Our minibot 2.0 and 2.1 run about 1.5 and 1.3 secs respectively. This might be good enough to be competitive in St. Louis but we should continue to improve since other teams will. At LA I spoke with several minibot mentors and we exchanged helpful tips. The kids were mad at me for giving hints to a UCSB physics professor who used our scale and pole to tune up the 1717 minibot since they would probably be our opponents if we got to the finals:) I learned from 207 that there is a silicon surgical tubing that is a little more sticky than the latex tubing. We might give it a try along with reducing the normal force created by our magnet. We should purchase another magnet that is more easily adjustable than the disc drive magnets we are using. Team 330 had the fixed cantilever design which used polyurethane shrink tubing I think… but this really is not as good as latex in the friction dept. but it does give them the ability to easily add layers of tubing to adjust the diameter of their roller to optimize the speed.
Our mini bot weighs about 2.5 lbs which is less than 1717s and other fast bots that I looked at so the main thing we can do is adjust the normal force and reduce friction and weight a little. I am sure we can get to 1.2 sec climb time before St. Louis. I believe our motors are slightly smoked and we are losing about 5 to 10% of power…but we may just live with this.
This performed consistently during the meet. It uses line tracking that is accurate but very lightly damped with large heading oscillations. This may be cause by too high of speed on the motors or just due to the center of turn being too close to the location of the trackers. Typically you want the trackers to be fwd of the center of turn. The more forward , the better the damping. When at the center of turn, the tracker is neutrally stable and will always oscillate. I will suggest that we try a lower speed command….but if that doesn’t work we just live with what we have.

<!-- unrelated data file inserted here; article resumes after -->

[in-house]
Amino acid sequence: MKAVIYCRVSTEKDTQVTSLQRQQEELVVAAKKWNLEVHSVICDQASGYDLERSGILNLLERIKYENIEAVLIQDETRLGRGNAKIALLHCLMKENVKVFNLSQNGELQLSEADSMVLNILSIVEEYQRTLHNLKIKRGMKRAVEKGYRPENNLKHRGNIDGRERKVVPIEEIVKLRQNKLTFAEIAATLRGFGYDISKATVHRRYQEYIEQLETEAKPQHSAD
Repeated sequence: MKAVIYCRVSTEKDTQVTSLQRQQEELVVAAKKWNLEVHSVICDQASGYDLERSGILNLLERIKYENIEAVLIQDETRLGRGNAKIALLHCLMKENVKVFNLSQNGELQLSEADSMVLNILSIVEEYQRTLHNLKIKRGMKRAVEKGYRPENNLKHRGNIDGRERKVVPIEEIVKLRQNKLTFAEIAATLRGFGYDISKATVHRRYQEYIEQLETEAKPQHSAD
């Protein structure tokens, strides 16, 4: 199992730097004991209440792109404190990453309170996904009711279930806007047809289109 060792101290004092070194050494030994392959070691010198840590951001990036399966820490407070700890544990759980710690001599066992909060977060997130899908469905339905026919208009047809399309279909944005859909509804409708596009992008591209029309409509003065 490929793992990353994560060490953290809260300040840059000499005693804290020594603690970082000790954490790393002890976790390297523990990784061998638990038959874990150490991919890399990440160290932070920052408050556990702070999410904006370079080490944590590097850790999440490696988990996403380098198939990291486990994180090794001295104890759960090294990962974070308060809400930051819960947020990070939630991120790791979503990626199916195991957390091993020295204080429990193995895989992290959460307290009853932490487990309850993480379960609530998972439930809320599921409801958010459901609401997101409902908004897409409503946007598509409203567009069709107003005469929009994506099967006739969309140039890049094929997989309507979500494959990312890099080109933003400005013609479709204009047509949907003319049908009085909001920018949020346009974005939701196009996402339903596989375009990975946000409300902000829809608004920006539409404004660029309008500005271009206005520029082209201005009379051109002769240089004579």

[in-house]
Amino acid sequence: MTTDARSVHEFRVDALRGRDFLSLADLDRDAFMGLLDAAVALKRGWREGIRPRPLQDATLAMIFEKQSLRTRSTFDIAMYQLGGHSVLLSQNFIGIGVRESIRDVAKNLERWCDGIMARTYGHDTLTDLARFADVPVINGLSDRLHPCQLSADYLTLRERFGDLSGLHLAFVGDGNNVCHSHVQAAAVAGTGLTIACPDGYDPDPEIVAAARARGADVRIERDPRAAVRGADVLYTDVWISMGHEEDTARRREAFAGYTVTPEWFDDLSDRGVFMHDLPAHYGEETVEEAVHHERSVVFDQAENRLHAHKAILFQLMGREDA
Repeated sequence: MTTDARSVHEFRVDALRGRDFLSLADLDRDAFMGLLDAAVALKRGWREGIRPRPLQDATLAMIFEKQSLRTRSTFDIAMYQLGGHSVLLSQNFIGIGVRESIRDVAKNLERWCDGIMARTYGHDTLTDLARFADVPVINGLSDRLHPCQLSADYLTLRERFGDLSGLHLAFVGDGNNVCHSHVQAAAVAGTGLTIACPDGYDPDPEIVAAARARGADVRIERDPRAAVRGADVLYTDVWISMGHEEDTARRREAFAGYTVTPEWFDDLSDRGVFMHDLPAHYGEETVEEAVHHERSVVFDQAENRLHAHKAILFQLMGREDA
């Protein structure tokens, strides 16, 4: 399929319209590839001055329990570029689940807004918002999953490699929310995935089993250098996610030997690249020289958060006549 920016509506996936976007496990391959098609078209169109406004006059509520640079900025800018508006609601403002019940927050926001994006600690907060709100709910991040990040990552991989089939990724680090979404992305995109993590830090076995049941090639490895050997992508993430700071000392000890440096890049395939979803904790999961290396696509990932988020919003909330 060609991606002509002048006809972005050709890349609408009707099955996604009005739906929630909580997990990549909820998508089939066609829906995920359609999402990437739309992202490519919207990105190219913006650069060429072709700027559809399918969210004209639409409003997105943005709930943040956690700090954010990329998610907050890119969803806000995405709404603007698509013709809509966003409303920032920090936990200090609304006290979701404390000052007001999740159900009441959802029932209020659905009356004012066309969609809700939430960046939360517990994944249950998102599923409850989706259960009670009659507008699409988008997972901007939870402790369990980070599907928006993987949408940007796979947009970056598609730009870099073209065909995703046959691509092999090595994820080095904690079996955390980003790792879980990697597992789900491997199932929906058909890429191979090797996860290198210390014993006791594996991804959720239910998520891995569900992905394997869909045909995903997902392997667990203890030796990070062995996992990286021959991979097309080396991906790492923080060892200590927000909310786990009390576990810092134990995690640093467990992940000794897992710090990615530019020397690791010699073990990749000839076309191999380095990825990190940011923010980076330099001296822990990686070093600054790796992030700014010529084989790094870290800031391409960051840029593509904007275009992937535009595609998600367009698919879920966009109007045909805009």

For sure, we should get the encoders working and have a backup heading hold with distance determined by encoders. This is what the Beach Bots do and it works very well. If a line sensor fails, we will be out of luck unless we are prepared. A secoondary backup would involve just timed motor commands.
The main improvement would be in the area of defense. Our team is offense oriented and this is ok…but I didn’t see the alliance partners playing tough defense against the opponent top scorers. When we went up against the 330 alliance, their partners prevented us from deploying our minibot while both their minibots were allowed to score. I think we need to show more leadership in getting our partners (who are less capable scorers ) to play better defense.
So we compete at the nationals in St. Louis on the last week of April and hopefully, these bugs will be fixed and improvements added.
Finally, my condolences to team 1366 and the young woman’s family re this accident. It is a sobering incident and all teams should review how they watch out for the young team members that are on travel.
This entry was posted on Monday, March 28th, 2011 at 12:02 pm and is filed under FRC. You can follow any responses to this entry through the RSS 2.0 feed.